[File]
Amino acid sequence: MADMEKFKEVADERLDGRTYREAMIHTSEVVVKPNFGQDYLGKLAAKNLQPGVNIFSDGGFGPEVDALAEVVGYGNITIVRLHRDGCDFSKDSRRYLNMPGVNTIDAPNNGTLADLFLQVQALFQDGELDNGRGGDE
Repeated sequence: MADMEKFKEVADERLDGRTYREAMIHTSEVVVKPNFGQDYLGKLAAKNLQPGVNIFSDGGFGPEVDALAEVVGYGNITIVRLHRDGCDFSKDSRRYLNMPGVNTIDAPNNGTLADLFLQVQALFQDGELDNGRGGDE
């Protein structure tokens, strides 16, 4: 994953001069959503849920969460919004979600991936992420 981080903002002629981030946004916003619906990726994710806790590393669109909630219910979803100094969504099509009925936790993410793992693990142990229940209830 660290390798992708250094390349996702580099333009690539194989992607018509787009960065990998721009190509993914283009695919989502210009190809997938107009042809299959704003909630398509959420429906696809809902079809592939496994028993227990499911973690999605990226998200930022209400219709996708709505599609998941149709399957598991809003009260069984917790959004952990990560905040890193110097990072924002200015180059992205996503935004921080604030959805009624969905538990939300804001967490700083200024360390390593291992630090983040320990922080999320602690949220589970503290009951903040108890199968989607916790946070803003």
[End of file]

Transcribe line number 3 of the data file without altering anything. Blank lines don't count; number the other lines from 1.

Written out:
């Protein structure tokens, strides 16, 4: 994953001069959503849920969460919004979600991936992420 981080903002002629981030946004916003619906990726994710806790590393669109909630219910979803100094969504099509009925936790993410793992693990142990229940209830 660290390798992708250094390349996702580099333009690539194989992607018509787009960065990998721009190509993914283009695919989502210009190809997938107009042809299959704003909630398509959420429906696809809902079809592939496994028993227990499911973690999605990226998200930022209400219709996708709505599609998941149709399957598991809003009260069984917790959004952990990560905040890193110097990072924002200015180059992205996503935004921080604030959805009624969905538990939300804001967490700083200024360390390593291992630090983040320990922080999320602690949220589970503290009951903040108890199968989607916790946070803003």